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  1. #1
    Junior Member Wing 11's Avatar
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    Matt vs Polish(glossy)

    What is faster matt or polish bottom?

    what granulation of sandpaper have isonic,falcon and other slalom boards?

    some research tell that matt/polish is not really proven..

    Carbon Art :

    "11. POLISHThe best way is to find someone with a small polishing machine and foam polishing pad. Take care not to work any one area for too long as the surface will heat causing the paint to distort.
    Some people believe polished surfaces to be slower than wet sanded surfaces, whereas others believe the reverse. However it is clear that polished surfaces remain clean for longer, and a clean surface is a fast surface."

    www.carbonartwindsurf.com/Performance/Maintenance
    Last edited by Wing 11; 15th April 2018 at 01:22 PM.

  2. #2
    Senior Member Navegante's Avatar
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    You want a wet sanded surface that helps a film of water adhere to the general surface thus creating a low friction area where water glides against water. The film on the hull and the sea/lake water.
    I used to use a wet 600 grit. Once the whole surface has been smoothly and evenly sanded you clean it with a plain sponge to get all the dust off and let it dry. You then throw water on it and a full wet film coat should cover it. That is your low friction surface.
    However some performance experts argue that finer grit is needed because the coarser grit makes too much water stick to the surface, this is not ideal.
    Some go as fine as 1500 wet grit which makes a mirror like surface.

  3. #3
    Senior Member Navegante's Avatar
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    Palm finishing sander. As even as possible without spending too much time in any one particular spot. Last pass of the sanding paper by hand to even out areas that look visually irregular.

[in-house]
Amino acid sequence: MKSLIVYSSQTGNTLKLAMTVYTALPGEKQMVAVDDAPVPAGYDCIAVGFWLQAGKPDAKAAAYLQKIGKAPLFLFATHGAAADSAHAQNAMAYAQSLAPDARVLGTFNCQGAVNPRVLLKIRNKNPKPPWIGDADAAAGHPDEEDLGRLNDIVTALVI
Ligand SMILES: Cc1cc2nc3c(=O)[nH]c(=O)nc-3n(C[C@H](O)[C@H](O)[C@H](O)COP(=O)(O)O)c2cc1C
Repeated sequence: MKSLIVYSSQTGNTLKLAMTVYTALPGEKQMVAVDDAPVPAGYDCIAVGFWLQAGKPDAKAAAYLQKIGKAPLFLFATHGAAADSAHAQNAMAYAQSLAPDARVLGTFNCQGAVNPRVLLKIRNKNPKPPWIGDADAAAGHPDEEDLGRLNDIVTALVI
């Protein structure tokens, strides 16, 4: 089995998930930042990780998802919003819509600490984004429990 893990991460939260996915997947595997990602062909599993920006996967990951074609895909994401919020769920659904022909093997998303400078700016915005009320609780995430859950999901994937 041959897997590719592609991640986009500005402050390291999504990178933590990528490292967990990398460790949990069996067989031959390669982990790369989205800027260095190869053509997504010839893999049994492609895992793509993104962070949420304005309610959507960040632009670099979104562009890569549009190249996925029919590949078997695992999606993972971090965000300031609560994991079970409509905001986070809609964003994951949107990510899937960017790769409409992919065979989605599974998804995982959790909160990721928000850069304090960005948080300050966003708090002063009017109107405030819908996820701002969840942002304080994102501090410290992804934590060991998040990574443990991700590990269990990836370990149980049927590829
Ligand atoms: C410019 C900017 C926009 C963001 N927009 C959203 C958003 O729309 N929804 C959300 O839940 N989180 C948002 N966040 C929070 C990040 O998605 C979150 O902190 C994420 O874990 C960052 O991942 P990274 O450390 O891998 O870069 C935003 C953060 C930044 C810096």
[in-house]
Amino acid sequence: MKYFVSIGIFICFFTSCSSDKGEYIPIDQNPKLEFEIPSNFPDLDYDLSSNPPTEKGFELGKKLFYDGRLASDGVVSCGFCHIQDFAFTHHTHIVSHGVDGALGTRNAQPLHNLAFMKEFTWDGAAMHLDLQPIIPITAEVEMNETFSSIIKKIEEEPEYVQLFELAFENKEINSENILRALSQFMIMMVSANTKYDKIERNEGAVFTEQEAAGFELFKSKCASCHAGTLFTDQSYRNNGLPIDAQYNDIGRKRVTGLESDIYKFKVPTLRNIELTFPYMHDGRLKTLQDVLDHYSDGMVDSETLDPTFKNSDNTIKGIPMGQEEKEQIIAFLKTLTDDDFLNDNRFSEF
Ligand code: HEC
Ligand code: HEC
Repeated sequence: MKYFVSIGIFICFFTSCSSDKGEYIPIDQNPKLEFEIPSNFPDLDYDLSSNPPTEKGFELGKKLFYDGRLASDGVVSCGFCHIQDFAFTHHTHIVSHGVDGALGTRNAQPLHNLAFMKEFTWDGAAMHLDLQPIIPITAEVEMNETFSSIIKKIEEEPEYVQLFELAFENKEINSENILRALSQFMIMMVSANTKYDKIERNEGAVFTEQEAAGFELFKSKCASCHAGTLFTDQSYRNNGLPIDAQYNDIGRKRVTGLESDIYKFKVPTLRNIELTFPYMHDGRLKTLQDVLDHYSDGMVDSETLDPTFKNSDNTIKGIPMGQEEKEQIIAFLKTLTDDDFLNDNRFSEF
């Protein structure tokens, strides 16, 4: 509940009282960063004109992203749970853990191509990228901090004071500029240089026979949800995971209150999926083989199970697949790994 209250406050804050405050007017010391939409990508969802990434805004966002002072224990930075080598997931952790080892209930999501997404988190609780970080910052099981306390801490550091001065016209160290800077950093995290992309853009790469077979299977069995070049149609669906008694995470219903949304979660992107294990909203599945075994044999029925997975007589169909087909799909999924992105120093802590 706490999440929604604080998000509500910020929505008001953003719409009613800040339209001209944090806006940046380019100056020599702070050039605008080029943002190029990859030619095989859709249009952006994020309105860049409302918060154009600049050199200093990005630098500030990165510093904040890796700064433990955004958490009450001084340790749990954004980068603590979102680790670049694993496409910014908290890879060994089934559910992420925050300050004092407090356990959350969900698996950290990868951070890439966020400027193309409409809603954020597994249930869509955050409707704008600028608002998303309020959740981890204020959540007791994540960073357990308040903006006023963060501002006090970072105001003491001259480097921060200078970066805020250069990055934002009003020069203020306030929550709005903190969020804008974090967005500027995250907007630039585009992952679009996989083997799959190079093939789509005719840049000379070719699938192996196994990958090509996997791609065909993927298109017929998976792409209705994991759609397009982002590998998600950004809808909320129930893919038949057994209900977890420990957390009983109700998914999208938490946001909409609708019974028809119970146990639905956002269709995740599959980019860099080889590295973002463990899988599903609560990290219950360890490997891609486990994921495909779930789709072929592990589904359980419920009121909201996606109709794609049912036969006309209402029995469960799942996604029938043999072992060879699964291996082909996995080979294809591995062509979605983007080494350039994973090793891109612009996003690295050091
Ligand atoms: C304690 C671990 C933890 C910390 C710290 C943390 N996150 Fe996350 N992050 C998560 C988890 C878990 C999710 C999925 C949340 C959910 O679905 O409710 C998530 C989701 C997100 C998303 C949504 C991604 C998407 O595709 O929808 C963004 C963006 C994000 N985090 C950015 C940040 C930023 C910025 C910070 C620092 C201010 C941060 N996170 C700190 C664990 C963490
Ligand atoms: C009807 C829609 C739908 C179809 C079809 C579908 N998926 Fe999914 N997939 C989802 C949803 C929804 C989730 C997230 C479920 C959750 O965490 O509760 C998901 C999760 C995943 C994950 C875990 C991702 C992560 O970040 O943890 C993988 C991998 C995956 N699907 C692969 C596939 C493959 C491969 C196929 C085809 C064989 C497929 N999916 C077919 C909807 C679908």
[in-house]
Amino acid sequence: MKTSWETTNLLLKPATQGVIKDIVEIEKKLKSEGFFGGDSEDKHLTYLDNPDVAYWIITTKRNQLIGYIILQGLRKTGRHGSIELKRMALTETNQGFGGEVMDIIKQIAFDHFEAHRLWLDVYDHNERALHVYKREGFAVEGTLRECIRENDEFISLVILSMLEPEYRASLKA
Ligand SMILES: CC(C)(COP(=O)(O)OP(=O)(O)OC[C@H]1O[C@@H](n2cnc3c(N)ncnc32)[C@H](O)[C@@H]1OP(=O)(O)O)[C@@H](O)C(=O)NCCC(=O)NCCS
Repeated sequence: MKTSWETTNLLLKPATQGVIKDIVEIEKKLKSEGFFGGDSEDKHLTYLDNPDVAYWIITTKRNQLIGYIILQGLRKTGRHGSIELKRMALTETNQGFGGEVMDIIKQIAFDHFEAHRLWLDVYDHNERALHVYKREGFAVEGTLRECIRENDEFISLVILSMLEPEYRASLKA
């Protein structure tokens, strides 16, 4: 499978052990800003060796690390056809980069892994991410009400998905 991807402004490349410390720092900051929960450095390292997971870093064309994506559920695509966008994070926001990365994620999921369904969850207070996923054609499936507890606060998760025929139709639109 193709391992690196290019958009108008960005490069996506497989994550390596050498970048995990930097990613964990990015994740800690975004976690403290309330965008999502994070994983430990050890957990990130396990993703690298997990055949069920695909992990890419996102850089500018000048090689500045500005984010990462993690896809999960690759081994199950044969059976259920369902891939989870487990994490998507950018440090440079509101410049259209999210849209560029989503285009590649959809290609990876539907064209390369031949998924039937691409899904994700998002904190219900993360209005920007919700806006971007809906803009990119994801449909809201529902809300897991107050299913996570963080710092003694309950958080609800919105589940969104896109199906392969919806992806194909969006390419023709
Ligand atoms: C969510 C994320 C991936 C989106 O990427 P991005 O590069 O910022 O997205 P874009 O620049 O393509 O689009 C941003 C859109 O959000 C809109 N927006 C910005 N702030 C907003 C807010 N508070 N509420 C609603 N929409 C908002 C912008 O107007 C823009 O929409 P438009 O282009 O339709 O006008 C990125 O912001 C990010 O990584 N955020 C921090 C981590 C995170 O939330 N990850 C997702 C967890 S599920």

No idea what they use in production boards but you can be sure they will not spend much time or care in it. There’s a big cost in man hours if they did.
    Last edited by Navegante; 15th April 2018 at 04:13 PM.

  4. #4
    Senior Member Navegante's Avatar
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    Quote Originally Posted by Wing 11 View Post
    To me, it is very strange that factoray make matt finish,becuse they lose money when sanding..on the other way there is lot of information that polish is faster,so in practice neither finish is proven 100%.

    http://www.mothboat.com/building/wax-on-or-off
    Nowadays frankly I don’t care, I get on the board and enjoy the ride I don’t overanalyse anything life is short too get hung up on this.
    If the board is sanded I give it a sanding once a year if it got dirty.
    Gloss is beautiful.
    That’s it.

    Click image for larger version. 

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    Last edited by Navegante; 16th April 2018 at 12:24 AM.

  5. #5
    Senior Member
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    The finish on any yacht is designed to stop stuff growing on it so it doesn’t really compare.

    What I have often wondered is if some sort of wax finish to the base would help. It makes a massive difference to ski’s etc....

  6. #6
    Senior Member
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    Quote Originally Posted by BottomTurnBob View Post
    The finish on any yacht is designed to stop stuff growing on it so it doesnít really compare.

    What I have often wondered is if some sort of wax finish to the base would help. It makes a massive difference to skiís etc....
    Agreed. I used a UHMWPE sintered base on a composite Alaia and using snowboard wax did come to mind. I oil wooden alaias and they do seem more slick somehow.

  7. #7
    Senior Member
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    First of all a matt finish is not necessarily any different in terms of surface tension than a gloss finish. A matt finish can be created with a laquer ( e.g some BMW cars/ Red Bull F1 car).
    As far as I understand it a very smooth polished surface will be hydrophobic whereas a surface with some texture will be hydrophilic. Most performance fins have a very finely abraded surface and avoid putting slippery graphics near the leading edge.........in other words they make them hydrophilic such that the surface of the fins encourages the water flow to remain in contact with the fin. Select fins for example are hand finished with a very slight abrasion in straight lines from the leading to the trailing edge. I have always thought that is the best surface for the hull of a board...or at least the planing flat section of the board. It is also far easier to maintain since any surface scratches on the hull can be removed with wet and dry. I use 1200 grit or if no scratches a kitchen abrasive pad.

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